Dean James (review date 1 February 1996)
SOURCE: A review of St. Burl's Obituary, in Library Journal, February 1, 1996, p. 96.
[In the following review, James asserts that "Akst offers an amusing story" in his St. Burl's Obituary.]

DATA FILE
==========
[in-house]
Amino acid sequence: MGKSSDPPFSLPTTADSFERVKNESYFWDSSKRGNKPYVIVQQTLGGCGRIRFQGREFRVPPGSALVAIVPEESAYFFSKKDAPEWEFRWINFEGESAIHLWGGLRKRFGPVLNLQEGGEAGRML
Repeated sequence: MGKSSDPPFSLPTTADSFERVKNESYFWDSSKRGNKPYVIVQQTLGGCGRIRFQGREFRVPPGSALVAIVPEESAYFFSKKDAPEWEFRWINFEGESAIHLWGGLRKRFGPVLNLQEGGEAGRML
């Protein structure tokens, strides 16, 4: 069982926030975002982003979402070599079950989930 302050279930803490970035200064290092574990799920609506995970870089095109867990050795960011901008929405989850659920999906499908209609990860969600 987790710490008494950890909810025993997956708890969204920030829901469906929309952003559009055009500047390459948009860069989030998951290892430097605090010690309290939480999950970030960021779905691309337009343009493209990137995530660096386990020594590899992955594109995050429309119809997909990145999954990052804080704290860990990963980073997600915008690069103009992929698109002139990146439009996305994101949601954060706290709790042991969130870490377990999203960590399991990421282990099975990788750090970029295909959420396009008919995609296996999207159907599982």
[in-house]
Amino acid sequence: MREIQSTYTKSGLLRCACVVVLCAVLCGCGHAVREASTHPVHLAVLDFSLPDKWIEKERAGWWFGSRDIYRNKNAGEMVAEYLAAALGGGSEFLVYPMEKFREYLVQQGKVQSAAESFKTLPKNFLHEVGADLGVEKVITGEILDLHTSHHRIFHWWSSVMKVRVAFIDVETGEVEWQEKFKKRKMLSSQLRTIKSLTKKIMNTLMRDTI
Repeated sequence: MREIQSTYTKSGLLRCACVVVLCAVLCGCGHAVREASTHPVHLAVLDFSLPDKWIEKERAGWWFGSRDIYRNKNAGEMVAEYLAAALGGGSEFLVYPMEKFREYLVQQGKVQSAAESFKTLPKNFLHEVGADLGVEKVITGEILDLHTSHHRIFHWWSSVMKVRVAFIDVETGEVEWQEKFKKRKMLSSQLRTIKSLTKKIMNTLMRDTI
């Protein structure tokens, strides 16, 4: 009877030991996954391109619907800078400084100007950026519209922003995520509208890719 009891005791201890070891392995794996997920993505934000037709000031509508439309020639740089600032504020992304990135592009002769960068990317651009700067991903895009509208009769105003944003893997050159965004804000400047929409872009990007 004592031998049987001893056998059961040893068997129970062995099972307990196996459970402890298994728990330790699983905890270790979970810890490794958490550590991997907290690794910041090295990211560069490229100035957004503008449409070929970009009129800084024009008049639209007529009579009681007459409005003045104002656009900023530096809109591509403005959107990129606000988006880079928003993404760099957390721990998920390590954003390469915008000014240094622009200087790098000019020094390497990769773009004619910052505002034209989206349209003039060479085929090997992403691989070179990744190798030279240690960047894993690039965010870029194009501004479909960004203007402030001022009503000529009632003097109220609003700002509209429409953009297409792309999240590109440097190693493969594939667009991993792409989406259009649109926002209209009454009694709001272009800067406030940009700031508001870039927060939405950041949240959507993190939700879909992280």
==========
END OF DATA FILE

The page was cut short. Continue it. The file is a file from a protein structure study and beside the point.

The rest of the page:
[In St. Burl's Obituary] Burl Bennett is an overweight obituary writer for a New York paper who stumbles into the aftermath of a mob killing in the restaurant he co-owns with an uncle. Eventually, intimidated by threats against his life, Burl leaves New York and heads out West on a bizarre odyssey. He winds up in Salt Lake City, where his weight continues to increase, until he literally gets stuck in the door of his hotel room. Burl has various adventures as his girth expands and contracts along with his economic status, and he explores every nuance of his own identity and what it means to be fat in contemporary America. The story comes full circle when Burl, having assumed someone else's identity, returns to New York, where he finally faces the issue of who he really is. Akst offers an amusing story; he writes lovingly about food, but Burl is by turns an engaging and repulsive hero. It's hard to predict what kind of audience this quirky novel will attract. Recommended for large fiction collections.